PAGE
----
Avengers: Endgame may not have broken every box office record in the book, but it still is one of the greatest successes of all-time. A decade ago, some had doubts that the Marvel Cinematic Universe could work, bringing together arguably B-list characters under one umbrella and building up to unprecedented crossover events like The Avengers. But 22 films later, the MCU is unquestioningly this generation's defining film franchise. None of its installments have lost money at the box office (something not even the mighty Star Wars can say anymore) and it can transform obscure superheroes into household names. Collectively, the movies have made more than $20 billion and there's no slowing down.
The MCU is no stranger to massive moviegoing events (Infinity War happened only a year ago), but Endgame was something unparalleled in the industry. Paying off 11 years of interconnected storytelling, the film was subject to unbelievable hype and anticipation in the months leading up to its release. A combination of Infinity War's devastating cliffhanger ending, the overwhelming popularity of the MCU's characters, and the ultra-secretive Endgame marketing campaign created a massive demand to see the film on opening weekend. Seemingly everyone flocked to the theaters then, as Endgame shattered records. However, it looks like it'll come up short of setting the all-time marks, but that shouldn't be held against it.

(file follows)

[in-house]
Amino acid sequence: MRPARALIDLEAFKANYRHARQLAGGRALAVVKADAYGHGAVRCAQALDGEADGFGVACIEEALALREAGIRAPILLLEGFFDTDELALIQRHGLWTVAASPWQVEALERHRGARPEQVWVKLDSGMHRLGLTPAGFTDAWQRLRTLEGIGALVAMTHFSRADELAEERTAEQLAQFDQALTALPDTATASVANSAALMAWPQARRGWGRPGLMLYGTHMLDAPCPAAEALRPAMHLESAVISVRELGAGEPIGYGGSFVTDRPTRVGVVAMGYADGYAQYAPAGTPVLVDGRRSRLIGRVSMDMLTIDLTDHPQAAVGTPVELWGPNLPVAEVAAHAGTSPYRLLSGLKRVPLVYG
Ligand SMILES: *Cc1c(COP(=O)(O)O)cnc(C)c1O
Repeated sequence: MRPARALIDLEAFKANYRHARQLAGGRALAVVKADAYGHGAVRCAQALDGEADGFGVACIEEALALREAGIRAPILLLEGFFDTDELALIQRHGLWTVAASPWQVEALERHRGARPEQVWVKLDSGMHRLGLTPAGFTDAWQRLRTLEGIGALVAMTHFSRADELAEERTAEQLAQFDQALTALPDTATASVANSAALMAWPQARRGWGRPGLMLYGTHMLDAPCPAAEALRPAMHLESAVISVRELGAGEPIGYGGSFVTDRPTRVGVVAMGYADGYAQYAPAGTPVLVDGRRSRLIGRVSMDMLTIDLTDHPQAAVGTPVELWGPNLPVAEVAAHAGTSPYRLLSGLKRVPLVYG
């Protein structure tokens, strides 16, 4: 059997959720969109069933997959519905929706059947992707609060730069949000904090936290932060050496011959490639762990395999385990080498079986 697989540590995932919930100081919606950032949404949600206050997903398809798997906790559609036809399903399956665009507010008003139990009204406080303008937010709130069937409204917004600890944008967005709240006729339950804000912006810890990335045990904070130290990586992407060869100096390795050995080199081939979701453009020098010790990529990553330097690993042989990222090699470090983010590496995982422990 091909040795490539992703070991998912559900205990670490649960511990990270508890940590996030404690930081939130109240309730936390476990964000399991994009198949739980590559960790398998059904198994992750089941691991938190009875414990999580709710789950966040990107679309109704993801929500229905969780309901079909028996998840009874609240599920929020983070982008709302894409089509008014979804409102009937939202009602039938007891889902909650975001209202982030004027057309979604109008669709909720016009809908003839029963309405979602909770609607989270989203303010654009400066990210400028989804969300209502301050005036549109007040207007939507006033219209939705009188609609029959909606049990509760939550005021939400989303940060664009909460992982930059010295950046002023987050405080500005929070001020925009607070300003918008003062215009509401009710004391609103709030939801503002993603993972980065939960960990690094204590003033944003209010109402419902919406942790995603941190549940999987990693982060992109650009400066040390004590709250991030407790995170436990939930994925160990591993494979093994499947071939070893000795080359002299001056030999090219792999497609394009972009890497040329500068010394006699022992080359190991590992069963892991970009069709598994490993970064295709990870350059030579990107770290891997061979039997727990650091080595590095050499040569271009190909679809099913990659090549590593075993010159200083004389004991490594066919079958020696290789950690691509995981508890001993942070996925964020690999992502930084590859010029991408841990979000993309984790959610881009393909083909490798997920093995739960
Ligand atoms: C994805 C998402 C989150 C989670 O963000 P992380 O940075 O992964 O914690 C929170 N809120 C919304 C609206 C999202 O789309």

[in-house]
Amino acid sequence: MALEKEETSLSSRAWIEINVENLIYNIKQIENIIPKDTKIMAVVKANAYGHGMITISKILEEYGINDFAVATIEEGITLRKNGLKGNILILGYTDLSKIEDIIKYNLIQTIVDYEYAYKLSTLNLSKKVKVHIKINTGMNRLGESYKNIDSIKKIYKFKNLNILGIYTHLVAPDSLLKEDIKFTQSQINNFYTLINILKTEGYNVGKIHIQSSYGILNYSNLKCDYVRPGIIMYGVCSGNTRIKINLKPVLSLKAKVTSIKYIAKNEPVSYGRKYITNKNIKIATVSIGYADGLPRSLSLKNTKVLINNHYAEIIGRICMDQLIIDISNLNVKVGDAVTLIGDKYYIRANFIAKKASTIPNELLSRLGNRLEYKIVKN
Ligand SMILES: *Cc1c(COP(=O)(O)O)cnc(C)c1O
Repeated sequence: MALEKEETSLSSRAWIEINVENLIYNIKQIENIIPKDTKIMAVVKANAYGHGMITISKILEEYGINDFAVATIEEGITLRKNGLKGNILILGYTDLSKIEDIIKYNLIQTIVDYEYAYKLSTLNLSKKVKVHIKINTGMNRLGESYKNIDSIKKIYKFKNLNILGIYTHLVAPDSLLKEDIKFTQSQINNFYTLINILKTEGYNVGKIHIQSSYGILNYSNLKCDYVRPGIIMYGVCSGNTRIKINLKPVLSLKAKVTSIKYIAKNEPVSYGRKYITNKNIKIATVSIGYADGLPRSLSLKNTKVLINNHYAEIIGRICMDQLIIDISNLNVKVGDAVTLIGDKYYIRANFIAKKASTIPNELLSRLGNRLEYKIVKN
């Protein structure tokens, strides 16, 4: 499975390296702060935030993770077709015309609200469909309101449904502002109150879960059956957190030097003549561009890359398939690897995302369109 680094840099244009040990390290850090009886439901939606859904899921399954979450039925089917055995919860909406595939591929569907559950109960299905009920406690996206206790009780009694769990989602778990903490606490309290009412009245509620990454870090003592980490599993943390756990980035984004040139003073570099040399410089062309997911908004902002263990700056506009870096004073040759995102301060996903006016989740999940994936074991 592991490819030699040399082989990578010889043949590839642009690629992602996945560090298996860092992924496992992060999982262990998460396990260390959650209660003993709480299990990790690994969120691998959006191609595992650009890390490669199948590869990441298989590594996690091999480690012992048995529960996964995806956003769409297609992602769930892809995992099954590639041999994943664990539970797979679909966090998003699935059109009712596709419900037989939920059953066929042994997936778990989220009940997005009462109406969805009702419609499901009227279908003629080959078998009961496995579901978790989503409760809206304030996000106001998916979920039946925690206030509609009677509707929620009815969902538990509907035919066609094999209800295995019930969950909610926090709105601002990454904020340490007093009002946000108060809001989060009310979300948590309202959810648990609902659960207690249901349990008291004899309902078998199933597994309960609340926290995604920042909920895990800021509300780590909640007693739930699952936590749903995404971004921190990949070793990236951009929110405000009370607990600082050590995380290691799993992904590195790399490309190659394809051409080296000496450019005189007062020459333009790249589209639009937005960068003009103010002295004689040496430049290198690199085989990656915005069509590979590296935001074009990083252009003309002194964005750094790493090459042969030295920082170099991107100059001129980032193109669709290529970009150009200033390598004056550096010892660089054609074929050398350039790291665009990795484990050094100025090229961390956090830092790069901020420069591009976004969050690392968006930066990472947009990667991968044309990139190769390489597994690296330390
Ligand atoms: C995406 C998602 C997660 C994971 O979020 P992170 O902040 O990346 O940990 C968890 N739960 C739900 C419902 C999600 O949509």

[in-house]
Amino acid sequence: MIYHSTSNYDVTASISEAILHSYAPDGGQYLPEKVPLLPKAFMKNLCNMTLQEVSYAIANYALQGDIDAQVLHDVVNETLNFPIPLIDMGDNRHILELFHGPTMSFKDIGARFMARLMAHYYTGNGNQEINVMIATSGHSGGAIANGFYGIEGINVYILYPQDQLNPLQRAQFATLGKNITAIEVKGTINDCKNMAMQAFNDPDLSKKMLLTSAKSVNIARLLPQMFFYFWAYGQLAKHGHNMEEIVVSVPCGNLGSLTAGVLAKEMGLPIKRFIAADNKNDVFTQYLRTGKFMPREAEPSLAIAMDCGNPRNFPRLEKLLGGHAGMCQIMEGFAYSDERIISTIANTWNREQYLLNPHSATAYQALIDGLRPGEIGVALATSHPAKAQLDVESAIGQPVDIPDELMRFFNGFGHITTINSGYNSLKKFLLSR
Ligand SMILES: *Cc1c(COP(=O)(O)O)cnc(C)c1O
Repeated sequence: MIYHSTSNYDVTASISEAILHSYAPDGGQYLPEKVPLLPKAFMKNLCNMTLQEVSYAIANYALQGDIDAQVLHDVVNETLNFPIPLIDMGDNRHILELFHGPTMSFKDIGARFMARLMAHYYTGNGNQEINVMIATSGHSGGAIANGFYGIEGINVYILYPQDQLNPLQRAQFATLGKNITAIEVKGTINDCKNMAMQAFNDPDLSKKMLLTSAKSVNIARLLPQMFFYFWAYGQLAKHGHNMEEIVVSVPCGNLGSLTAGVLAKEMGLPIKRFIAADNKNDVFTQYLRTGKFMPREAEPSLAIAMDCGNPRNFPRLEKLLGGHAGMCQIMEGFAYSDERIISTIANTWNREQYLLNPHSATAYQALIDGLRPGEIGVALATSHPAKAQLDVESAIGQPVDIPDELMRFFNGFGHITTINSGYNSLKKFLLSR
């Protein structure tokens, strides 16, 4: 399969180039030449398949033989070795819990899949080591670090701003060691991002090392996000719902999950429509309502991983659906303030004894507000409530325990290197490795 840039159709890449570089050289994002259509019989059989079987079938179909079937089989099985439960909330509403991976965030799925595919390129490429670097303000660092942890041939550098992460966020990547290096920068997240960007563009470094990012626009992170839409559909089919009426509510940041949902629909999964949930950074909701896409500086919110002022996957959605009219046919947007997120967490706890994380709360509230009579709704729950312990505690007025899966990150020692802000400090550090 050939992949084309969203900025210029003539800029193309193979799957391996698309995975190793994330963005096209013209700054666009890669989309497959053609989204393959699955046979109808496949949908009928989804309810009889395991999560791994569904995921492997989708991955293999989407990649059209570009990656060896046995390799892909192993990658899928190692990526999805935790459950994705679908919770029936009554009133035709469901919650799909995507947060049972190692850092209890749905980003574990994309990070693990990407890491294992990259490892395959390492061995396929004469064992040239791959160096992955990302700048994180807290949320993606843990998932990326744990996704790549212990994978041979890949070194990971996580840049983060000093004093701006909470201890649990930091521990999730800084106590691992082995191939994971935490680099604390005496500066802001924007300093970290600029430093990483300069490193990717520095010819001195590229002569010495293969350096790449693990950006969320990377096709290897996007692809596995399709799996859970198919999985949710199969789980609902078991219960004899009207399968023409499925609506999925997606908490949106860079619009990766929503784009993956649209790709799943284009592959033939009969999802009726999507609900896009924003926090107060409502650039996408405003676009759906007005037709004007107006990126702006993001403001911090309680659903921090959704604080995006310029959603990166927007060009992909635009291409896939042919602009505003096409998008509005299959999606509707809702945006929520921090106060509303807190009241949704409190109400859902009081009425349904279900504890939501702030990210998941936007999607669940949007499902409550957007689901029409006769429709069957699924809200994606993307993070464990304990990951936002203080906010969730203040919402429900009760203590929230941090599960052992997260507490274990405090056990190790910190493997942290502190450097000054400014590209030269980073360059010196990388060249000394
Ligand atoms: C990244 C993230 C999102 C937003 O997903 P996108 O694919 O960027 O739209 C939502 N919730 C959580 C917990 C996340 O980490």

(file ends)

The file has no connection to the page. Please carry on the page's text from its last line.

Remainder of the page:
Why Endgame Is A Massive Box Office Success
If Marvel decided to pull Endgame from theaters after the first weekend, it would have been a huge hit. The film posted numbers that were at one point considered unfathomable, scoring $350 million domestically and a whopping $1.2 billion worldwide. Some movies are lucky to make that much for their entire global run (The Last Jedi earned $1.3 billion in 2017); Endgame accomplished the feat in five days. This is likely something that won't be matched or surpassed for a long time (if ever). Endgame was a perfect storm of a blockbuster event film.
The best way to determine a film's level of success is to compare its total gross to its production budget. Unsurprisingly, Endgame is one of the most expensive movies ever made, costing anywhere between $350-400 million to make. Going by the general rule of thumb (budget x 2 = break even point), Endgame needed to gross $800 million just to earn its money back. Marvel obviously knew there was a good chance of that happening, since the first two Avengers movies earned over $1 billion and Infinity War crossed the $2 billion mark during its run. Endgame was a sure a box office bet as Hollywood has seen in recent memory. Outside of The Force Awakens, it's hard to find a bigger cinematic event for this era.